“I considered it a reward to be able to go. He was showing us trust,” Eppley said. “It wasn’t hard work, some of the boys were just lazy. They aren’t used to getting their hands dirty and working.”

While Eppley stayed at the Blessed Hope Boys Home in Robertsdale, Wiggins did use corporal punishment in cases of misbehavior, he said.

“While we were there, he was our father figure. He had parents sign a waiver to allow corporal punishment. I had no problem with it,” Eppley said.

When Blessed Hope Boys Home became Joshua Home and transplanted to Bertram, Eppley said some of the punishment policies may have changed.

“In June, [in Bertram] it was not a bad place. He treated us no differently from one of his own children … While I was there, he [Wiggins] never swatted kids or anything. He said he was done with that because of what happened in Alabama,” Eppley said, referring to the raid in Robertsdale.

But Wiggins had otherwise to deal with misbehavior, Eppley said.

“What he did while I was there was make them stand on a wall. After a day or two they could get off,” he said. “They could get off in a couple hours if they were good enough, but they don’t obey when they’re on the wall because they don’t want to be on the wall. A lot of them were really childish, so they got treated like children.”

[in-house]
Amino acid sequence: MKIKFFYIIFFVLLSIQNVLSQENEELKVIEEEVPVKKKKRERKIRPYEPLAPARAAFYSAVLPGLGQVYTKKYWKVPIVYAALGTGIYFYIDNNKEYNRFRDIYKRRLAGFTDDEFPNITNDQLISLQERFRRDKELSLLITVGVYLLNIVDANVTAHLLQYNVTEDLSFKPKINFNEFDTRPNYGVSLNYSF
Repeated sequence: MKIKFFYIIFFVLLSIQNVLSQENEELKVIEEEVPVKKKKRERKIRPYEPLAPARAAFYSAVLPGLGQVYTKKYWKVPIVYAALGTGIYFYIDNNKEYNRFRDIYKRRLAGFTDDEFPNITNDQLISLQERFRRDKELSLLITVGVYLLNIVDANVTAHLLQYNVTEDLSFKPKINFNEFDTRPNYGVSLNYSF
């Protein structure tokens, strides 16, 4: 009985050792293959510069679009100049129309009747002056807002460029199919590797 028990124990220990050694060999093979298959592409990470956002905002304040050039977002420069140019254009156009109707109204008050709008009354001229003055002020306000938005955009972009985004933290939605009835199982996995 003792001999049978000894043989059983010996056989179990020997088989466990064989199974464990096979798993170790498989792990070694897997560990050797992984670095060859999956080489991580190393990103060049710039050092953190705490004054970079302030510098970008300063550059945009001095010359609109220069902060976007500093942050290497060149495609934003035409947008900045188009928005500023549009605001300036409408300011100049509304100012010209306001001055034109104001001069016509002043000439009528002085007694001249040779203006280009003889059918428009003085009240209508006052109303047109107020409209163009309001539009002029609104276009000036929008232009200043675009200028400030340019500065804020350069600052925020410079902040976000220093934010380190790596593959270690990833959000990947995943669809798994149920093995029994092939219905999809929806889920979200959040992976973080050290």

Eppley even denounced statements made by Rodney Pinkston, quoted in an earlier report by The Highlander, on the grounds that Pinkston had an ulterior motive for claims he made about Wiggins’ maltreatment of the boys.

“While I was in Alabama, there was one staff member, [Rodney Pinkston]. He was going to help steal one of the vans. Some of the kids were in on it,” Eppley said.

For the record, Pinkston has not been charged with planning or committing any crime, nor have authorities indicated he is under investigation.

For Eppley, a stay at the home put him on the right path, he said. He now lives permanently in Burnet County.

“I have my own lawn business now with a friend. It’s called Gio’s Lawn Services,” he said. “Soon we’ll start our own moving business.”

According to Eppley, many religiously affiliated boys’ home come under fire by false allegations of poor treatment of the children.

“This happens to the best places,” he said, adding that usually claims of maltreatment originate with boys who didn’t respond well to behavioral correction. “Boys just don’t want to do what they need to do.”